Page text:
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Resource Ecology Elizabeth River Project Fieldtrip

Credit: Elijah Wittum, Eli Wittum, Sydney Byerly

Photo Credit: Eli Wittum

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Elijah Jarred Wittum , Photographer
March 26, 2013
Filed under Visual Entertainment

For our most recent field trip, our group went to Norfolk Virginia and toured various efforts to better the water quality in the Elizabeth River. We visited the Elizabeth River Project that has been receiving allotments of land adjacent to the river to establish wetlands to restore the river quality back to normal levels. We learned how the project has been measuring the impact areas. They look at the fish in the area; in particular the Mummichog which lives its entire life in a 20ft area making them easy to measure. These Mummichogs have been developing cancer in their livers so scientists can determine which areas of the river are most affected by the pollution.

Our group visited two of the wetland sites that have been made into parks so that people can be a part of the process of cleaning up the river. The Elizabeth River Project offers a star quality initiative to receive support from the local community and businesses. After our tours of the wetlands, we ventured out to Old Dominion University to tour the phytoplankton labs and the school’s greenhouses. The greenhouses where the majority of the slideshow pictures come from was quite spacious. There were numerous species growing throughout the greenhouse with a showing area for the flowering specimens.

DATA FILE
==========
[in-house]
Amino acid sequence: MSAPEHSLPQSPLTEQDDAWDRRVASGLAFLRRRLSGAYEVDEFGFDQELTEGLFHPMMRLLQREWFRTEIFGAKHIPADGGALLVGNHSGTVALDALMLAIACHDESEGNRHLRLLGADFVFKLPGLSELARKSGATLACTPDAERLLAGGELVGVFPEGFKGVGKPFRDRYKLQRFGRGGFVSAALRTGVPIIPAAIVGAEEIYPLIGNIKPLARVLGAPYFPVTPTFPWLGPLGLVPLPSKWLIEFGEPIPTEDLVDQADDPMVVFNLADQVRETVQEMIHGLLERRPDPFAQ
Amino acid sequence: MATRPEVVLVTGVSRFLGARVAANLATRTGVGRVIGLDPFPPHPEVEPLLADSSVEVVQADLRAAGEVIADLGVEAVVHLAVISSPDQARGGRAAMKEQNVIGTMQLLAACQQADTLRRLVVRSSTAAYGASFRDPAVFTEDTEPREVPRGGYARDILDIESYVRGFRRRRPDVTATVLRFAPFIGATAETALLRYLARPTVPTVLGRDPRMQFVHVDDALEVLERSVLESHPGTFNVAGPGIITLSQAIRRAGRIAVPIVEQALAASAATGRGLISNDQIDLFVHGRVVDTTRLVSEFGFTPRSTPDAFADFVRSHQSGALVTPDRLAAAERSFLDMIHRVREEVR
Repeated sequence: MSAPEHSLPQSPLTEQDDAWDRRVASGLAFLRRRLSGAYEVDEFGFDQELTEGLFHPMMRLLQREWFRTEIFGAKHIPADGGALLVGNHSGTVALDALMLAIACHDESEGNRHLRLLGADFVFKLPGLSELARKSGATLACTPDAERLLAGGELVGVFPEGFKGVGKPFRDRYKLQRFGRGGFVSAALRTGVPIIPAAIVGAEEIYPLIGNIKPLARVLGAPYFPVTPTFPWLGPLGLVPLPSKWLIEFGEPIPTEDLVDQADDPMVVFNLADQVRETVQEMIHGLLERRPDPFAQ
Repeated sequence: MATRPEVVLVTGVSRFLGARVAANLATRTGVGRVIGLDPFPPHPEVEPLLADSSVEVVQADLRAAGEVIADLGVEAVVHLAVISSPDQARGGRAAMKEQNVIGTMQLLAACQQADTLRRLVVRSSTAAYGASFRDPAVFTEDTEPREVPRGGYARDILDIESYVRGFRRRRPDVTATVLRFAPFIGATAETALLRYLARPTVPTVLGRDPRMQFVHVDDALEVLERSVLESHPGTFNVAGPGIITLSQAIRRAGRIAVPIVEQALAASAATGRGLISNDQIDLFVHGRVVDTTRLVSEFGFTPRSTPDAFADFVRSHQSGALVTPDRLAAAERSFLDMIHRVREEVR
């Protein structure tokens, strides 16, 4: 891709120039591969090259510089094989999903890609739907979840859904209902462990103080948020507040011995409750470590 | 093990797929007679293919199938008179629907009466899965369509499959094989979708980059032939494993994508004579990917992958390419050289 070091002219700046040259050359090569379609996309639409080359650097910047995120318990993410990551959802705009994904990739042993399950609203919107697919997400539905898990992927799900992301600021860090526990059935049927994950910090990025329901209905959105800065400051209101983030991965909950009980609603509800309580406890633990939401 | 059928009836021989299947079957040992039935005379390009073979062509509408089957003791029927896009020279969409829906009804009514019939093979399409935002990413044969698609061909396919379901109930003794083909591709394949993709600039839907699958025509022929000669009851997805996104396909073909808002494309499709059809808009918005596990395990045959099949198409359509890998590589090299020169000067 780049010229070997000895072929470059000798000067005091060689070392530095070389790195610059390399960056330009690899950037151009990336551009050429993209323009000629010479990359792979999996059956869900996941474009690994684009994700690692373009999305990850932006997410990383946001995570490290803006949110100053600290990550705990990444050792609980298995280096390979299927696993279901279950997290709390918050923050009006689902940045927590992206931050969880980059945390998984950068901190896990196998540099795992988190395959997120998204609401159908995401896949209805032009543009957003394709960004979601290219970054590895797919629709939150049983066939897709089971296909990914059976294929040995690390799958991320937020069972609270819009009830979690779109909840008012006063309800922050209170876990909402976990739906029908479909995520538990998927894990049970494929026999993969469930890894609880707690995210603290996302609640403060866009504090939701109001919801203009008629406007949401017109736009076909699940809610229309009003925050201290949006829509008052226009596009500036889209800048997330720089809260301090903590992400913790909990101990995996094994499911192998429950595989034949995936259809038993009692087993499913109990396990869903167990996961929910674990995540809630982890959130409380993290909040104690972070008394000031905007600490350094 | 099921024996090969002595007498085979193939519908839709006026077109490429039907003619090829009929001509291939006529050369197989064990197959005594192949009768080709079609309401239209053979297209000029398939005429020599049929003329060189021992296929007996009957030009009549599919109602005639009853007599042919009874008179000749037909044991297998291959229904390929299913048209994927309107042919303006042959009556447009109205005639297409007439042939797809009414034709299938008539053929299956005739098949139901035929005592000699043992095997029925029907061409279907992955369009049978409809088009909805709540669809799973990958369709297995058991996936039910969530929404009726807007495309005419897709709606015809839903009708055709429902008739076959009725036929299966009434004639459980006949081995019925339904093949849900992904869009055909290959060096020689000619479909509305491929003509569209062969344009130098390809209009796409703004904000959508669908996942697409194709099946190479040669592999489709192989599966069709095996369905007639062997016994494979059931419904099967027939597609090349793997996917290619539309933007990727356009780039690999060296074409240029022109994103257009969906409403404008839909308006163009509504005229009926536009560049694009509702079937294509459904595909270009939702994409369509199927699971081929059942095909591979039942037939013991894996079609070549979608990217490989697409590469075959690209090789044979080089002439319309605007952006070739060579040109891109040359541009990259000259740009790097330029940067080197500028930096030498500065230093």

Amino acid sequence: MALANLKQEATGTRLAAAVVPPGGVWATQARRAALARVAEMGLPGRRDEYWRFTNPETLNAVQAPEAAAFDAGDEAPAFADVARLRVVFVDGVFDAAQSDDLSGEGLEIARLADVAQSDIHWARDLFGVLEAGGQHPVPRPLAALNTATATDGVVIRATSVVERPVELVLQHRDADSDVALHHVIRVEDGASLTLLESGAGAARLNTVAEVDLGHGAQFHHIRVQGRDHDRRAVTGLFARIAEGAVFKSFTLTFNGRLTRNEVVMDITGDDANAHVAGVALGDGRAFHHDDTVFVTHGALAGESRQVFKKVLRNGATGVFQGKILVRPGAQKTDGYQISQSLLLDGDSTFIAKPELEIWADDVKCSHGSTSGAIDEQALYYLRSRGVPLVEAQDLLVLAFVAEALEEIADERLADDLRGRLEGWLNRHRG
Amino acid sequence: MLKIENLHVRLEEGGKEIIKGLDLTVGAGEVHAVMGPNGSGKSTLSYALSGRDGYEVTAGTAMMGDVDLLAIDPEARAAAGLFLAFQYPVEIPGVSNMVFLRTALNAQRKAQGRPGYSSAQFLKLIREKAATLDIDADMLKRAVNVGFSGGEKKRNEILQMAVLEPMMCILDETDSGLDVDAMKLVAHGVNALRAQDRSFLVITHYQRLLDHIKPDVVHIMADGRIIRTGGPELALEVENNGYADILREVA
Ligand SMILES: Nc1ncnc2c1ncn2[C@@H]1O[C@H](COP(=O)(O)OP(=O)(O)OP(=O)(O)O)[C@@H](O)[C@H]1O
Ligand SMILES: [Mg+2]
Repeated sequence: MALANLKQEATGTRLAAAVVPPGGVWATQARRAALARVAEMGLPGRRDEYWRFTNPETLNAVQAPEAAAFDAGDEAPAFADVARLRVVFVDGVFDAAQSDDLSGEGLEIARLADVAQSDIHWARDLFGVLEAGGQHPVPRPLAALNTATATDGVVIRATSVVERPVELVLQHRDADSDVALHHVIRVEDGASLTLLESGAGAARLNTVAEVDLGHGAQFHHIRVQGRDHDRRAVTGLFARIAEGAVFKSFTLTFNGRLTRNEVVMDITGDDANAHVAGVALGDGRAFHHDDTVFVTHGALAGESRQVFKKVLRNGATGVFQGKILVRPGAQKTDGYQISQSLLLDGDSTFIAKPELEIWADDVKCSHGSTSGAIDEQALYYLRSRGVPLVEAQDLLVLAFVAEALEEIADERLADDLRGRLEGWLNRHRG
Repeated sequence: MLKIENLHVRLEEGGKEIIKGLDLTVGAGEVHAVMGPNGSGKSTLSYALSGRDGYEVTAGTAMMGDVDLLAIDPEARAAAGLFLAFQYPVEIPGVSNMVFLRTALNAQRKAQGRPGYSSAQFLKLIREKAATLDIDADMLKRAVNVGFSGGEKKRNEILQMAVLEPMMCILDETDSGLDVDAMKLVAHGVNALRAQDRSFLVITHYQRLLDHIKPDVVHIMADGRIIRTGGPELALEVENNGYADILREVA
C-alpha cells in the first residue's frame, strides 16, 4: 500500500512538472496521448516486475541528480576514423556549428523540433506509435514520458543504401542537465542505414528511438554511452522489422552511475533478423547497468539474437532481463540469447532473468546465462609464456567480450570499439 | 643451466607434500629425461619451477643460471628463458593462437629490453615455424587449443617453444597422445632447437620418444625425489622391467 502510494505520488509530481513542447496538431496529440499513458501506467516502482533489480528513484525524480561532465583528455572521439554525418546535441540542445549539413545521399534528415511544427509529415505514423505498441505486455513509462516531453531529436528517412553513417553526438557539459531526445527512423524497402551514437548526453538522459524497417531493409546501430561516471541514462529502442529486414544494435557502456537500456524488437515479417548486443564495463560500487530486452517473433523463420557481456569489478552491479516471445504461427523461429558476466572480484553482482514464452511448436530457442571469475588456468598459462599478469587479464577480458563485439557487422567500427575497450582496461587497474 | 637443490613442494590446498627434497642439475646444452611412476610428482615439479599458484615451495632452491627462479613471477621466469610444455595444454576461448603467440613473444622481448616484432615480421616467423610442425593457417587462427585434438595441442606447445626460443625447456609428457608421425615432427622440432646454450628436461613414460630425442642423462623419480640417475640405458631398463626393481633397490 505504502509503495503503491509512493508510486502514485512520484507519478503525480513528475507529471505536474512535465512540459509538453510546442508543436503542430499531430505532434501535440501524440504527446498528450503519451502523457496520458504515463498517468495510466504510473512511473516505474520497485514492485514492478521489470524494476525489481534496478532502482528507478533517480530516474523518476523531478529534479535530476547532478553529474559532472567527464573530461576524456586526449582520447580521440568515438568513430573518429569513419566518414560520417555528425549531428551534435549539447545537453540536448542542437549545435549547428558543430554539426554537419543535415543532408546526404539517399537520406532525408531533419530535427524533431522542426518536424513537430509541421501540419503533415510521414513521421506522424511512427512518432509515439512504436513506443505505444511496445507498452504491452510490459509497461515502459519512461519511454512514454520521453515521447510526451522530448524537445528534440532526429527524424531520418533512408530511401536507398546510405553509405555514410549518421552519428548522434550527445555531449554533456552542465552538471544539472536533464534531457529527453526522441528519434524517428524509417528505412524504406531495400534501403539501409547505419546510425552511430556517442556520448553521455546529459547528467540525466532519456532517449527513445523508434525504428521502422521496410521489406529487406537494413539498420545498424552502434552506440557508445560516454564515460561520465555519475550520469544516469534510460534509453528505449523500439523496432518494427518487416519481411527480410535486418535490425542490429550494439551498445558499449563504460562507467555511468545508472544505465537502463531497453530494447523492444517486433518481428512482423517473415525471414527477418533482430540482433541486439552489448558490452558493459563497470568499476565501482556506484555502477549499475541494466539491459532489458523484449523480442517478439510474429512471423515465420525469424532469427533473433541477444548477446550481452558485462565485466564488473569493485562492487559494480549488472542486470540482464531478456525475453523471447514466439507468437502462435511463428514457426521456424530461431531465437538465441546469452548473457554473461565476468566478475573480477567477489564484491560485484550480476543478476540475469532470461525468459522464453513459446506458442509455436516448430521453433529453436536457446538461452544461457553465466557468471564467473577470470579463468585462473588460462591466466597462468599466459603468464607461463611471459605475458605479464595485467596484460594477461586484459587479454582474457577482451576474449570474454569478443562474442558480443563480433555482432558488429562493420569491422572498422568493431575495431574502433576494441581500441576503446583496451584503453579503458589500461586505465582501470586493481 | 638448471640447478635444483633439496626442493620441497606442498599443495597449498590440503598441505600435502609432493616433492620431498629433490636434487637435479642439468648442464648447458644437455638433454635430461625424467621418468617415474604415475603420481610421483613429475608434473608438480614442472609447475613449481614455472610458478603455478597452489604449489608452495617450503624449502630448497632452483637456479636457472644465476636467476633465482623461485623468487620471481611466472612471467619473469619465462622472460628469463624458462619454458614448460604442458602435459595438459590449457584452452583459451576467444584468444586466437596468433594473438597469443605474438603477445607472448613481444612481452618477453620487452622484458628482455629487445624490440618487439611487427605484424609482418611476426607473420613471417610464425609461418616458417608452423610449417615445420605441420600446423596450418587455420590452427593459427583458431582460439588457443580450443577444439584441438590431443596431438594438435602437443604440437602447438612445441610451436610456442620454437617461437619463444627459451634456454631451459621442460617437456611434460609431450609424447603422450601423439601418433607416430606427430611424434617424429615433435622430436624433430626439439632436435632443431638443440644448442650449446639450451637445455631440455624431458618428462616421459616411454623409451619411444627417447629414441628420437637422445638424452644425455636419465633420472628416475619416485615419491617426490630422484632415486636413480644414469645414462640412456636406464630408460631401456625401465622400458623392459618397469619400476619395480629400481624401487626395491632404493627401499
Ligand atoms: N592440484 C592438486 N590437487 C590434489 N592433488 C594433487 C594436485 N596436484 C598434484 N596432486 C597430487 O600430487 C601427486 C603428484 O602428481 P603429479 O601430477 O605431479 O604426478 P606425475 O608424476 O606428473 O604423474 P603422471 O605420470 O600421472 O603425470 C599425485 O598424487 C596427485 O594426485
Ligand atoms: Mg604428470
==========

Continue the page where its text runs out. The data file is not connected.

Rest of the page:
On the return back to Catawba we stopped at Blackwater Ecological Preserve, which is Old Dominion’s equivalent of our environmental preserve. Earlier in the semester we assisted in the preparation of a track of land for a prescribed burn. What we were seeing would be the outcome of our efforts over time: tall long leaf pines towering above us with scorch marks from previous burns, an even layer of pine needles laying strewn across the floor of the property, very few shrubs growing from under the pine trees, an assortment of long leaf pines, short leaf pines, pond pines, and loblolly pines.

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